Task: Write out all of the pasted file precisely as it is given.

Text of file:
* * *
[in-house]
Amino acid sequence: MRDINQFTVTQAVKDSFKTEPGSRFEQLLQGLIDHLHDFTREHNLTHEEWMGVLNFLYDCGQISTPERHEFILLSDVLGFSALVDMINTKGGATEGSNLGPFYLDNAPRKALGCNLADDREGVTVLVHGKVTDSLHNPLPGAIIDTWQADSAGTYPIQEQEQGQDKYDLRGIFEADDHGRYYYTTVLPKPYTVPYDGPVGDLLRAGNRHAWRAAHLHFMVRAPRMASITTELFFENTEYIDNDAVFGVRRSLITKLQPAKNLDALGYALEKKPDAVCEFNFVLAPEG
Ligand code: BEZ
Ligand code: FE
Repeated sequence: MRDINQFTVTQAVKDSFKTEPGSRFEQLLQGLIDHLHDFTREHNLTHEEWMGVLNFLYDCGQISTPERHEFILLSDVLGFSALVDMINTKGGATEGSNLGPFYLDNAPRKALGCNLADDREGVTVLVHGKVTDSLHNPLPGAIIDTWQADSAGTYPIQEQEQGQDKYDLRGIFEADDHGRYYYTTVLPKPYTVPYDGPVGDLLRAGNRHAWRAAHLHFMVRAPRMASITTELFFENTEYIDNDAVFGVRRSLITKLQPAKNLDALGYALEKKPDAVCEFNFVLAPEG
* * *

[in-house]
Amino acid sequence: MRDINQFTVTQAVKDSFKTEPGSRFEQLLQGLIDHLHDFTREHNLTHEEWMGVLNFLYDCGQISTPERHEFILLSDVLGFSALVDMINTKGGATEGSNLGPFYLDNAPRKALGCNLADDREGVTVLVHGKVTDSLHNPLPGAIIDTWQADSAGTYPIQEQEQGQDKYDLRGIFEADDHGRYYYTTVLPKPYTVPYDGPVGDLLRAGNRHAWRAAHLHFMVRAPRMASITTELFFENTEYIDNDAVFGVRRSLITKLQPAKNLDALGYALEKKPDAVCEFNFVLAPEG
Ligand code: BEZ
Ligand code: FE
Repeated sequence: MRDINQFTVTQAVKDSFKTEPGSRFEQLLQGLIDHLHDFTREHNLTHEEWMGVLNFLYDCGQISTPERHEFILLSDVLGFSALVDMINTKGGATEGSNLGPFYLDNAPRKALGCNLADDREGVTVLVHGKVTDSLHNPLPGAIIDTWQADSAGTYPIQEQEQGQDKYDLRGIFEADDHGRYYYTTVLPKPYTVPYDGPVGDLLRAGNRHAWRAAHLHFMVRAPRMASITTELFFENTEYIDNDAVFGVRRSLITKLQPAKNLDALGYALEKKPDAVCEFNFVLAPEG